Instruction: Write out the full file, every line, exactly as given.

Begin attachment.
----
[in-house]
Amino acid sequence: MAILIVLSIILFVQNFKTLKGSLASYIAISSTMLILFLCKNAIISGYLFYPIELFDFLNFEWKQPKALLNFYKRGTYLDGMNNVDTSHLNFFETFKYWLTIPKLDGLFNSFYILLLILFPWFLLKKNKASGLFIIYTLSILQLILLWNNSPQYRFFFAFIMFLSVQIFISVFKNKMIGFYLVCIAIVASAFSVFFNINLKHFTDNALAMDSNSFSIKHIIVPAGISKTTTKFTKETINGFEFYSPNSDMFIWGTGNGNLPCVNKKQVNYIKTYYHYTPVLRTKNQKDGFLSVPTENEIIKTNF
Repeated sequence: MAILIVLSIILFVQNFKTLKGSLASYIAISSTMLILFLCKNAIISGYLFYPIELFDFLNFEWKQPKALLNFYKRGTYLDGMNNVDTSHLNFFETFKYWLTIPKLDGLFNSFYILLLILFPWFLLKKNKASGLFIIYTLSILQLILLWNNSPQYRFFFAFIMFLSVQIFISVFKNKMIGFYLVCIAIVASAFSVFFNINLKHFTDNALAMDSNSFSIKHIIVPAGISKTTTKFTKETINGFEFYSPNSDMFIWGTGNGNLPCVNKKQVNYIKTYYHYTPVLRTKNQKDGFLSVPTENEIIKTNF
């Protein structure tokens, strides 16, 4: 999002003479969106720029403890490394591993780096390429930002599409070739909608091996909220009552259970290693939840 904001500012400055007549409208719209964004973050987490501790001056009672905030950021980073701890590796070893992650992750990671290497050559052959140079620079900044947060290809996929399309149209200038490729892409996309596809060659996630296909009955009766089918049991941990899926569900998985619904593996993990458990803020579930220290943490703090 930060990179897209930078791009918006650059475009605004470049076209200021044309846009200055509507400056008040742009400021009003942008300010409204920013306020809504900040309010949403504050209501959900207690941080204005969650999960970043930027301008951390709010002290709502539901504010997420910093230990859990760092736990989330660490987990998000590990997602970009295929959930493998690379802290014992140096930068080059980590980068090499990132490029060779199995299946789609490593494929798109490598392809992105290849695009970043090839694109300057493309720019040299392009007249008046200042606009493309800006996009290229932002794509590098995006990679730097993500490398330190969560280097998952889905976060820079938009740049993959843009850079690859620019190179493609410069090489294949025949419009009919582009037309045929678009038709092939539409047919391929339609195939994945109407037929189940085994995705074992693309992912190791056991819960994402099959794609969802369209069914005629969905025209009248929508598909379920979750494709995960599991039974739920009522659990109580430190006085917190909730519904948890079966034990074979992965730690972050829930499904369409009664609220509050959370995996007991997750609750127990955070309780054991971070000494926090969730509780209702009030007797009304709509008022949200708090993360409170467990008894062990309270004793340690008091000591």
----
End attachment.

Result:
[in-house]
Amino acid sequence: MAILIVLSIILFVQNFKTLKGSLASYIAISSTMLILFLCKNAIISGYLFYPIELFDFLNFEWKQPKALLNFYKRGTYLDGMNNVDTSHLNFFETFKYWLTIPKLDGLFNSFYILLLILFPWFLLKKNKASGLFIIYTLSILQLILLWNNSPQYRFFFAFIMFLSVQIFISVFKNKMIGFYLVCIAIVASAFSVFFNINLKHFTDNALAMDSNSFSIKHIIVPAGISKTTTKFTKETINGFEFYSPNSDMFIWGTGNGNLPCVNKKQVNYIKTYYHYTPVLRTKNQKDGFLSVPTENEIIKTNF
Repeated sequence: MAILIVLSIILFVQNFKTLKGSLASYIAISSTMLILFLCKNAIISGYLFYPIELFDFLNFEWKQPKALLNFYKRGTYLDGMNNVDTSHLNFFETFKYWLTIPKLDGLFNSFYILLLILFPWFLLKKNKASGLFIIYTLSILQLILLWNNSPQYRFFFAFIMFLSVQIFISVFKNKMIGFYLVCIAIVASAFSVFFNINLKHFTDNALAMDSNSFSIKHIIVPAGISKTTTKFTKETINGFEFYSPNSDMFIWGTGNGNLPCVNKKQVNYIKTYYHYTPVLRTKNQKDGFLSVPTENEIIKTNF
């Protein structure tokens, strides 16, 4: 999002003479969106720029403890490394591993780096390429930002599409070739909608091996909220009552259970290693939840 904001500012400055007549409208719209964004973050987490501790001056009672905030950021980073701890590796070893992650992750990671290497050559052959140079620079900044947060290809996929399309149209200038490729892409996309596809060659996630296909009955009766089918049991941990899926569900998985619904593996993990458990803020579930220290943490703090 930060990179897209930078791009918006650059475009605004470049076209200021044309846009200055509507400056008040742009400021009003942008300010409204920013306020809504900040309010949403504050209501959900207690941080204005969650999960970043930027301008951390709010002290709502539901504010997420910093230990859990760092736990989330660490987990998000590990997602970009295929959930493998690379802290014992140096930068080059980590980068090499990132490029060779199995299946789609490593494929798109490598392809992105290849695009970043090839694109300057493309720019040299392009007249008046200042606009493309800006996009290229932002794509590098995006990679730097993500490398330190969560280097998952889905976060820079938009740049993959843009850079690859620019190179493609410069090489294949025949419009009919582009037309045929678009038709092939539409047919391929339609195939994945109407037929189940085994995705074992693309992912190791056991819960994402099959794609969802369209069914005629969905025209009248929508598909379920979750494709995960599991039974739920009522659990109580430190006085917190909730519904948890079966034990074979992965730690972050829930499904369409009664609220509050959370995996007991997750609750127990955070309780054991971070000494926090969730509780209702009030007797009304709509008022949200708090993360409170467990008894062990309270004793340690008091000591």